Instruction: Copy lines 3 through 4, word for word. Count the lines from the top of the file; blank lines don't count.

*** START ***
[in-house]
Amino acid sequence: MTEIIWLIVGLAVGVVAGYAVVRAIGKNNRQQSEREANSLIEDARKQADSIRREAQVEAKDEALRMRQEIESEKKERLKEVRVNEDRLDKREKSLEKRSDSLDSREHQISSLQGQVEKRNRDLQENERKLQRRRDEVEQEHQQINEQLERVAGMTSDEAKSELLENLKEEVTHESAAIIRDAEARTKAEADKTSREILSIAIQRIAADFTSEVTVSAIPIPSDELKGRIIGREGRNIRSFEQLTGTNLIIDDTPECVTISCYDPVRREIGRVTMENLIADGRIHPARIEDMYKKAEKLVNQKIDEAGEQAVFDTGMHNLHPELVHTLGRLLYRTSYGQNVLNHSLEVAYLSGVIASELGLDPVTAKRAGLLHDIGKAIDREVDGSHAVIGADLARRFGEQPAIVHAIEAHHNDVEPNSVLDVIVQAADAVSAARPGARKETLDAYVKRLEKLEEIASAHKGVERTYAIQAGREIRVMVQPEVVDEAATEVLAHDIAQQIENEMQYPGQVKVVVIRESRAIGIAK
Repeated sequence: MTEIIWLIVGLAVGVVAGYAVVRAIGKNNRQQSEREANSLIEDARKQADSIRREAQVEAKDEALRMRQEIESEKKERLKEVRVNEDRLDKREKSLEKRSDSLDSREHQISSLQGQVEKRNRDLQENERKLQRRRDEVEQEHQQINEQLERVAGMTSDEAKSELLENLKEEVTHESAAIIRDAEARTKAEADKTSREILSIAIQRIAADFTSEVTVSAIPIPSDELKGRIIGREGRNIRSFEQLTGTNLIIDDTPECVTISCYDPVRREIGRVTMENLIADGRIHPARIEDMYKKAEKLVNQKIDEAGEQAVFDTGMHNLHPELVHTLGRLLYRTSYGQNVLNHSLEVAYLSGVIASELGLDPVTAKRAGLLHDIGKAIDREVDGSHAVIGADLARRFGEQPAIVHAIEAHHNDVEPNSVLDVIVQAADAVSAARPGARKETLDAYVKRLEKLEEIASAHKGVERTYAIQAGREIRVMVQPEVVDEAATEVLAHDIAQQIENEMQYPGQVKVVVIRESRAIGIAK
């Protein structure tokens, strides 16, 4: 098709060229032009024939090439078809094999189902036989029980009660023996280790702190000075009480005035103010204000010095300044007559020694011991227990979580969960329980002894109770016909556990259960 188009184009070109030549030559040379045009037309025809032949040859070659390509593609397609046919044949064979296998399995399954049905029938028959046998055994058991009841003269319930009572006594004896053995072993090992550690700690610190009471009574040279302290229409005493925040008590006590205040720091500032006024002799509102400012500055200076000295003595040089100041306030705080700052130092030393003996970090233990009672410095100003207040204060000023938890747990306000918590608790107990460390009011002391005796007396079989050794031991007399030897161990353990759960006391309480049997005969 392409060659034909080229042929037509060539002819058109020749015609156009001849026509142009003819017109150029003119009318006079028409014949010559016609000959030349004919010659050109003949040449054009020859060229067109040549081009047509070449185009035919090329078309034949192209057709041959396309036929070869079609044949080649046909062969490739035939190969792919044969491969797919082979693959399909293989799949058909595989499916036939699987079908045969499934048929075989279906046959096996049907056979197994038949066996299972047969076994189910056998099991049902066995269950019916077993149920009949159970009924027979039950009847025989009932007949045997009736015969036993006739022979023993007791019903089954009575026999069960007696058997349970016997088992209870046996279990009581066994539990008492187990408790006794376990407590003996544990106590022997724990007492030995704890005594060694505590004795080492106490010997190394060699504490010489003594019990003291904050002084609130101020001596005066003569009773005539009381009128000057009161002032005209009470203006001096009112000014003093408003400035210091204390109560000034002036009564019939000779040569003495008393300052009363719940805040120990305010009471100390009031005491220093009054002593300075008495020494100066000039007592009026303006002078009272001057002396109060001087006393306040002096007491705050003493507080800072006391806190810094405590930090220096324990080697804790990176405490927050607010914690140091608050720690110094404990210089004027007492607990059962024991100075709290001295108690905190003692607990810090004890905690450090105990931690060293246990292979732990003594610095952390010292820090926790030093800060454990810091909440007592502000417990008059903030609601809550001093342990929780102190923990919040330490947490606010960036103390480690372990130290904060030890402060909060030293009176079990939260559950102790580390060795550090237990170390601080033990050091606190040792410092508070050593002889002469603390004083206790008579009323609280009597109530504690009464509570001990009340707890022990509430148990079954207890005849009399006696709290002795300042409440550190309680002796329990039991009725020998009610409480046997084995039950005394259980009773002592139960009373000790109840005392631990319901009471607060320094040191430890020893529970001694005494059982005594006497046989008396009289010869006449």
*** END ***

Repeated sequence: MTEIIWLIVGLAVGVVAGYAVVRAIGKNNRQQSEREANSLIEDARKQADSIRREAQVEAKDEALRMRQEIESEKKERLKEVRVNEDRLDKREKSLEKRSDSLDSREHQISSLQGQVEKRNRDLQENERKLQRRRDEVEQEHQQINEQLERVAGMTSDEAKSELLENLKEEVTHESAAIIRDAEARTKAEADKTSREILSIAIQRIAADFTSEVTVSAIPIPSDELKGRIIGREGRNIRSFEQLTGTNLIIDDTPECVTISCYDPVRREIGRVTMENLIADGRIHPARIEDMYKKAEKLVNQKIDEAGEQAVFDTGMHNLHPELVHTLGRLLYRTSYGQNVLNHSLEVAYLSGVIASELGLDPVTAKRAGLLHDIGKAIDREVDGSHAVIGADLARRFGEQPAIVHAIEAHHNDVEPNSVLDVIVQAADAVSAARPGARKETLDAYVKRLEKLEEIASAHKGVERTYAIQAGREIRVMVQPEVVDEAATEVLAHDIAQQIENEMQYPGQVKVVVIRESRAIGIAK
């Protein structure tokens, strides 16, 4: 098709060229032009024939090439078809094999189902036989029980009660023996280790702190000075009480005035103010204000010095300044007559020694011991227990979580969960329980002894109770016909556990259960 188009184009070109030549030559040379045009037309025809032949040859070659390509593609397609046919044949064979296998399995399954049905029938028959046998055994058991009841003269319930009572006594004896053995072993090992550690700690610190009471009574040279302290229409005493925040008590006590205040720091500032006024002799509102400012500055200076000295003595040089100041306030705080700052130092030393003996970090233990009672410095100003207040204060000023938890747990306000918590608790107990460390009011002391005796007396079989050794031991007399030897161990353990759960006391309480049997005969 392409060659034909080229042929037509060539002819058109020749015609156009001849026509142009003819017109150029003119009318006079028409014949010559016609000959030349004919010659050109003949040449054009020859060229067109040549081009047509070449185009035919090329078309034949192209057709041959396309036929070869079609044949080649046909062969490739035939190969792919044969491969797919082979693959399909293989799949058909595989499916036939699987079908045969499934048929075989279906046959096996049907056979197994038949066996299972047969076994189910056998099991049902066995269950019916077993149920009949159970009924027979039950009847025989009932007949045997009736015969036993006739022979023993007791019903089954009575026999069960007696058997349970016997088992209870046996279990009581066994539990008492187990408790006794376990407590003996544990106590022997724990007492030995704890005594060694505590004795080492106490010997190394060699504490010489003594019990003291904050002084609130101020001596005066003569009773005539009381009128000057009161002032005209009470203006001096009112000014003093408003400035210091204390109560000034002036009564019939000779040569003495008393300052009363719940805040120990305010009471100390009031005491220093009054002593300075008495020494100066000039007592009026303006002078009272001057002396109060001087006393306040002096007491705050003493507080800072006391806190810094405590930090220096324990080697804790990176405490927050607010914690140091608050720690110094404990210089004027007492607990059962024991100075709290001295108690905190003692607990810090004890905690450090105990931690060293246990292979732990003594610095952390010292820090926790030093800060454990810091909440007592502000417990008059903030609601809550001093342990929780102190923990919040330490947490606010960036103390480690372990130290904060030890402060909060030293009176079990939260559950102790580390060795550090237990170390601080033990050091606190040792410092508070050593002889002469603390004083206790008579009323609280009597109530504690009464509570001990009340707890022990509430148990079954207890005849009399006696709290002795300042409440550190309680002796329990039991009725020998009610409480046997084995039950005394259980009773002592139960009373000790109840005392631990319901009471607060320094040191430890020893529970001694005494059982005594006497046989008396009289010869006449």